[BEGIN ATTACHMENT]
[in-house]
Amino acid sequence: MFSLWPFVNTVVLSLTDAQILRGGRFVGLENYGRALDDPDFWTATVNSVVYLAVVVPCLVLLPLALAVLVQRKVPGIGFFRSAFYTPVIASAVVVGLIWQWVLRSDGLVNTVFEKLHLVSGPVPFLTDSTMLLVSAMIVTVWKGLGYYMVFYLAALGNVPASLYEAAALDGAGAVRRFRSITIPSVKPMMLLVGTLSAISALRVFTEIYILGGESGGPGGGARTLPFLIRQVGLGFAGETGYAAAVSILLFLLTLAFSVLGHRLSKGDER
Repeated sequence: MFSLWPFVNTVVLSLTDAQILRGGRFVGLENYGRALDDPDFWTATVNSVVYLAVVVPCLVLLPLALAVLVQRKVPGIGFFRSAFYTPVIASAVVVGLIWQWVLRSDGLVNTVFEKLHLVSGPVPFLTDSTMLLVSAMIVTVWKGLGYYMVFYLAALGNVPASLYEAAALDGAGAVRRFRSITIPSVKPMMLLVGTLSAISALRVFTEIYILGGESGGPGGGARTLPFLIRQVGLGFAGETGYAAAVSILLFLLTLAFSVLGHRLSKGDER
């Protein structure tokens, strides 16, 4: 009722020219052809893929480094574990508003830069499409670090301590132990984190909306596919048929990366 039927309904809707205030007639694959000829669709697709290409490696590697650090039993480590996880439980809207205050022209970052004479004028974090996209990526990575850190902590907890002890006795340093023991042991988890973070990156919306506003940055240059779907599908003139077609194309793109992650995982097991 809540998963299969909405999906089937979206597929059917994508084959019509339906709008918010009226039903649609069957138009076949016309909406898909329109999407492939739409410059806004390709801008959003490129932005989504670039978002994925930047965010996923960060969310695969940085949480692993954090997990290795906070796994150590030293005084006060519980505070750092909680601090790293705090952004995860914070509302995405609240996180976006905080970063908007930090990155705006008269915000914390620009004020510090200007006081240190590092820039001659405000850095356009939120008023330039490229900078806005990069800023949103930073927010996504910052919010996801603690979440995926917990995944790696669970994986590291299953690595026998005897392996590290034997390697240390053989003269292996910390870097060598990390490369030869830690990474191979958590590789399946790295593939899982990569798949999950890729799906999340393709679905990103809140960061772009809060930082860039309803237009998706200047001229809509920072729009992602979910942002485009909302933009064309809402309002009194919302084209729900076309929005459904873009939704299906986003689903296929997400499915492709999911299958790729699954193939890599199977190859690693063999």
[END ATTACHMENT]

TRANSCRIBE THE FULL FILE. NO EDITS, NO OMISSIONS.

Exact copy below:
[in-house]
Amino acid sequence: MFSLWPFVNTVVLSLTDAQILRGGRFVGLENYGRALDDPDFWTATVNSVVYLAVVVPCLVLLPLALAVLVQRKVPGIGFFRSAFYTPVIASAVVVGLIWQWVLRSDGLVNTVFEKLHLVSGPVPFLTDSTMLLVSAMIVTVWKGLGYYMVFYLAALGNVPASLYEAAALDGAGAVRRFRSITIPSVKPMMLLVGTLSAISALRVFTEIYILGGESGGPGGGARTLPFLIRQVGLGFAGETGYAAAVSILLFLLTLAFSVLGHRLSKGDER
Repeated sequence: MFSLWPFVNTVVLSLTDAQILRGGRFVGLENYGRALDDPDFWTATVNSVVYLAVVVPCLVLLPLALAVLVQRKVPGIGFFRSAFYTPVIASAVVVGLIWQWVLRSDGLVNTVFEKLHLVSGPVPFLTDSTMLLVSAMIVTVWKGLGYYMVFYLAALGNVPASLYEAAALDGAGAVRRFRSITIPSVKPMMLLVGTLSAISALRVFTEIYILGGESGGPGGGARTLPFLIRQVGLGFAGETGYAAAVSILLFLLTLAFSVLGHRLSKGDER
């Protein structure tokens, strides 16, 4: 009722020219052809893929480094574990508003830069499409670090301590132990984190909306596919048929990366 039927309904809707205030007639694959000829669709697709290409490696590697650090039993480590996880439980809207205050022209970052004479004028974090996209990526990575850190902590907890002890006795340093023991042991988890973070990156919306506003940055240059779907599908003139077609194309793109992650995982097991 809540998963299969909405999906089937979206597929059917994508084959019509339906709008918010009226039903649609069957138009076949016309909406898909329109999407492939739409410059806004390709801008959003490129932005989504670039978002994925930047965010996923960060969310695969940085949480692993954090997990290795906070796994150590030293005084006060519980505070750092909680601090790293705090952004995860914070509302995405609240996180976006905080970063908007930090990155705006008269915000914390620009004020510090200007006081240190590092820039001659405000850095356009939120008023330039490229900078806005990069800023949103930073927010996504910052919010996801603690979440995926917990995944790696669970994986590291299953690595026998005897392996590290034997390697240390053989003269292996910390870097060598990390490369030869830690990474191979958590590789399946790295593939899982990569798949999950890729799906999340393709679905990103809140960061772009809060930082860039309803237009998706200047001229809509920072729009992602979910942002485009909302933009064309809402309002009194919302084209729900076309929005459904873009939704299906986003689903296929997400499915492709999911299958790729699954193939890599199977190859690693063999």